• Gibbon1 2012-04-27 01:51
    rosko:
    A co-worker used to say it as "without M E, there is no team"


    I have a friend with a jumper that has written on the back "There is no fuck you in team"
  • L. 2012-04-27 02:17
    The Great Lobachevsky:
    I knew I was living in a Camus novel when I had to write a report on him in English class, and the only one of his books my high school library had was a copy of L’Étranger (in French!)

    (sadly, I'm not kidding...)


    Dude, translating Camus would be a crime. I just started reading the Dune saga in english and I believe the french translation was a crime. traduttore tradittore, learn languages and fck translations.
  • JV 2012-04-27 02:18
    After 16 years in this career, wiped/corrupt data has only occurred two times (at different companies)

    In both situations, the issues were caused by the actual DBA...

    ... ...

    Drink that up for awhile, then come back and pretend your comment still has merit. I laughed.

    Hint: if at all possible, don't hire idiots, in any role. It's sad that this is a luxury not many of us can control.
  • L. 2012-04-27 02:19
    Daniel:
    Shawn sounds like a crustacean, too old and bitter to be of any use at a modern software company. He should go support legacy Oracle installs elsewhere. Ideally somewhere that allows him to hide forever behind reams of time-wasting process and policy.

    You do realize SQL rocks and is far too advanced and powerful a tool to handle to most devs right ? Increasingly so when your devs only do web or java.
    Ok Oracle sucks, but don't put pgsql in the same basket, thx.
  • Echber the Other 2012-04-27 02:28
    AN AMAZING CODER:
    I love these WTFs that arrogantly miss the point, always misconstruing bosses/managers as idiots and developers/dba's as hot shit. Have none of you been on the other side of that story before?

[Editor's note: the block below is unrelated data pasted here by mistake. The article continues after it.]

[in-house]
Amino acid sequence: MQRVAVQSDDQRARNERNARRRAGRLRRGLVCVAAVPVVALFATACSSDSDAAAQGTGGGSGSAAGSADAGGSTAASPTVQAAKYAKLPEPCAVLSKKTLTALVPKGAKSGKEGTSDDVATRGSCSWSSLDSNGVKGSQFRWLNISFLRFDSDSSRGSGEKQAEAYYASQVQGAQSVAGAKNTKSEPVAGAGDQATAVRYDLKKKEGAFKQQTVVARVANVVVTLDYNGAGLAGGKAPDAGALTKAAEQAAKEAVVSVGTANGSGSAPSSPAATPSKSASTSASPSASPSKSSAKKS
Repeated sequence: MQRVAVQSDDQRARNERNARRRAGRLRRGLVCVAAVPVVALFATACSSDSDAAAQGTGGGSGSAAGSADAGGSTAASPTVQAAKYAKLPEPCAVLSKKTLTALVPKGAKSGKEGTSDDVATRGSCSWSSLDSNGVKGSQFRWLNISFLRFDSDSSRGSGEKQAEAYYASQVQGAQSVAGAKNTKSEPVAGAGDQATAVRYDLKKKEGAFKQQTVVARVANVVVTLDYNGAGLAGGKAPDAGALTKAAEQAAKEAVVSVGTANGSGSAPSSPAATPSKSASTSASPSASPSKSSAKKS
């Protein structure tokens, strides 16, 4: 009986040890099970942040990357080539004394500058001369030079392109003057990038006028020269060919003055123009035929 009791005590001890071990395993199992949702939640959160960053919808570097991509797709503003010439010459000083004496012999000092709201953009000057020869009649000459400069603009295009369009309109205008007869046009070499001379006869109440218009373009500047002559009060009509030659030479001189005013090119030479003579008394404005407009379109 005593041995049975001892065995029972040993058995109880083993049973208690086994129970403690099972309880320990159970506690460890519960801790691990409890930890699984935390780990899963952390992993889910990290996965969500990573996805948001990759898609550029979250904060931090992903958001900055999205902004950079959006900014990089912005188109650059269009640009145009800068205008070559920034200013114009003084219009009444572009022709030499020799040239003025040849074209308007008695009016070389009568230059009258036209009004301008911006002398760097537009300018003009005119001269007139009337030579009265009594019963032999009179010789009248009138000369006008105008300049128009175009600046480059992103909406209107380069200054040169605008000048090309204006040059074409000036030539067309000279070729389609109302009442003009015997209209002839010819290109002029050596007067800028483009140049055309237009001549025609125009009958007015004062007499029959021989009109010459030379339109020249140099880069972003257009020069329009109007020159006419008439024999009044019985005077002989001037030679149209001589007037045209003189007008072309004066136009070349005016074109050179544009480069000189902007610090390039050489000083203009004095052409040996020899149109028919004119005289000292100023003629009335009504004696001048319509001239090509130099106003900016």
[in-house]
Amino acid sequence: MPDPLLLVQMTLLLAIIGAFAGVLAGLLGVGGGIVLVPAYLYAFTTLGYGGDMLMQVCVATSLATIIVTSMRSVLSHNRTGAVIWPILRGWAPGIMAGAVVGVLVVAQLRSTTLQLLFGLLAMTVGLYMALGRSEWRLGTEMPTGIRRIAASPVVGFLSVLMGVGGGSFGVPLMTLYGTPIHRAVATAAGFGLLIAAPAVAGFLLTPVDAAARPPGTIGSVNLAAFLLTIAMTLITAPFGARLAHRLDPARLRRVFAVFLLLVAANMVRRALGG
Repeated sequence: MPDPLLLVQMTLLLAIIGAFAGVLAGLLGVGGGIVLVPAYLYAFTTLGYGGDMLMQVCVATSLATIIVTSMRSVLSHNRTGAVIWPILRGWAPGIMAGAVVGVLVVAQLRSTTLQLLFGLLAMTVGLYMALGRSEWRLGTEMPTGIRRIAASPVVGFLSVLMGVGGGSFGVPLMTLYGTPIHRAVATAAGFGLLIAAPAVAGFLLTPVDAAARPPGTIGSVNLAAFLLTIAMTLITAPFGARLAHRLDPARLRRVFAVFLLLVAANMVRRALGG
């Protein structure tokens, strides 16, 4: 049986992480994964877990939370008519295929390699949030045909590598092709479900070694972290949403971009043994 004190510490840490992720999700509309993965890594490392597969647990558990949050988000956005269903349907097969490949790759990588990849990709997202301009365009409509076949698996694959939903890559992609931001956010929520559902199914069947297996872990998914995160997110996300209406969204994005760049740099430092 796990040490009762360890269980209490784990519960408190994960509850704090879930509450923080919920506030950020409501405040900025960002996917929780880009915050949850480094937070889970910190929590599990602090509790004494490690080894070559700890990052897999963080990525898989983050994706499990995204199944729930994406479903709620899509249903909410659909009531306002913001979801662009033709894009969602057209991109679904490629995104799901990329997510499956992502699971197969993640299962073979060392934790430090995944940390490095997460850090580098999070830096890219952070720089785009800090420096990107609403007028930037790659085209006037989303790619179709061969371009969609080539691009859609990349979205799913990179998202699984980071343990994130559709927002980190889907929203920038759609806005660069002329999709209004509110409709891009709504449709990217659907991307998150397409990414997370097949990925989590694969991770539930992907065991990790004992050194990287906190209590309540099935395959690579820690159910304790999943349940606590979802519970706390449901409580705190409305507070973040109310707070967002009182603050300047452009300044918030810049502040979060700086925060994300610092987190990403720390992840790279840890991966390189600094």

Are you for real? The DBA who wears robes, dims lights, and tosses out proposals for lack of whitespace or just for the hell of it? He's being painted as hot shit?
  • Denholm 2012-04-27 04:15
    Team! Team, team, team, team, team! I even love saying the word "team"!
  • Denholm, or not 2012-04-27 04:17
    Denholm:
    Team! Team, team, team, team, team! I even love saying the word "team"!

    *slap* Someone beat me to it. This comes of not working as a team!
  • Severity One 2012-04-27 04:56
    I find that this story paints a rather stereotypical and unfair image of Oracle DBAs. Our DBAs are, without exception, friendly, approachable and most of all helpful people, and they've really made an effort to cut down on the human sacrifices.
  • TheJonB 2012-04-27 05:34
    Fed Up with Incompetence:
    LAME!

    Please show some sensitivity, I had a son who was a DBA and let me assure you it's no laughing matter.
  • The Sound of One Toe Tapping 2012-04-27 08:04
    Flashier:
    Fed Up with Incompetence:
    LAME!

    FTFY


    What I look forward to every morning is seeing an old article that never changes. Brought to me by the daily wtf.
  • NerdF 2012-04-27 09:38
    Maybe someone has already posted this - but its not like I do care...

    http://www.youtube.com/watch?v=pGFGD5pj03M
  • trtrwtf 2012-04-27 10:19
    The Great Lobachevsky:
    I knew I was living in a Camus novel when I had to write a report on him in English class, and the only one of his books my high school library had was a copy of L’Étranger (in French!)

    (sadly, I'm not kidding...)